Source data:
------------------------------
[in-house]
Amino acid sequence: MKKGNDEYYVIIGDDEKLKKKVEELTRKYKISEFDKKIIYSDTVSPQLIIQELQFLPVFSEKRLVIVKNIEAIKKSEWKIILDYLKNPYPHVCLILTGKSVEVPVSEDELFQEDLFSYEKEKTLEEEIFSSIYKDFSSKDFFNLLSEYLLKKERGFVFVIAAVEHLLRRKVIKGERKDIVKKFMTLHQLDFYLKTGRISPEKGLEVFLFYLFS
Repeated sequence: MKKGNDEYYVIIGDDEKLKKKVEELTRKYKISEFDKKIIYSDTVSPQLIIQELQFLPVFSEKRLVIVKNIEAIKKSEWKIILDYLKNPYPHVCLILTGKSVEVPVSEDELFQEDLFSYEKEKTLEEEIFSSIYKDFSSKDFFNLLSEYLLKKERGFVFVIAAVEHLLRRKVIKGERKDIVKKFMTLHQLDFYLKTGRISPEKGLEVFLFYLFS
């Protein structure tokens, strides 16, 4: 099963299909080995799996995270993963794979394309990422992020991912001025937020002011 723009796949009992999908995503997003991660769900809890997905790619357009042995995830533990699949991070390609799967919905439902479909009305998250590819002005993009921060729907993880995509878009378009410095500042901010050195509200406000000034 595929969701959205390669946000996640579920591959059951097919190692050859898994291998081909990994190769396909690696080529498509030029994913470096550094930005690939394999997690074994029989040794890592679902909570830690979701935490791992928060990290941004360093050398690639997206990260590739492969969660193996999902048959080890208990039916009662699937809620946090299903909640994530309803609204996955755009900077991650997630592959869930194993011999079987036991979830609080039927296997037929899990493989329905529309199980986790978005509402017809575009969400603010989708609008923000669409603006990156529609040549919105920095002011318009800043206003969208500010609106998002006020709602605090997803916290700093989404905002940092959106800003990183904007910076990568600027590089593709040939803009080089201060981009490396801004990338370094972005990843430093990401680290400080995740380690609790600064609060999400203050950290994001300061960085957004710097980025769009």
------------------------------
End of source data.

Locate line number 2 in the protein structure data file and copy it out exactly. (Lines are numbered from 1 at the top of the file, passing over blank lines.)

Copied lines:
Amino acid sequence: MKKGNDEYYVIIGDDEKLKKKVEELTRKYKISEFDKKIIYSDTVSPQLIIQELQFLPVFSEKRLVIVKNIEAIKKSEWKIILDYLKNPYPHVCLILTGKSVEVPVSEDELFQEDLFSYEKEKTLEEEIFSSIYKDFSSKDFFNLLSEYLLKKERGFVFVIAAVEHLLRRKVIKGERKDIVKKFMTLHQLDFYLKTGRISPEKGLEVFLFYLFS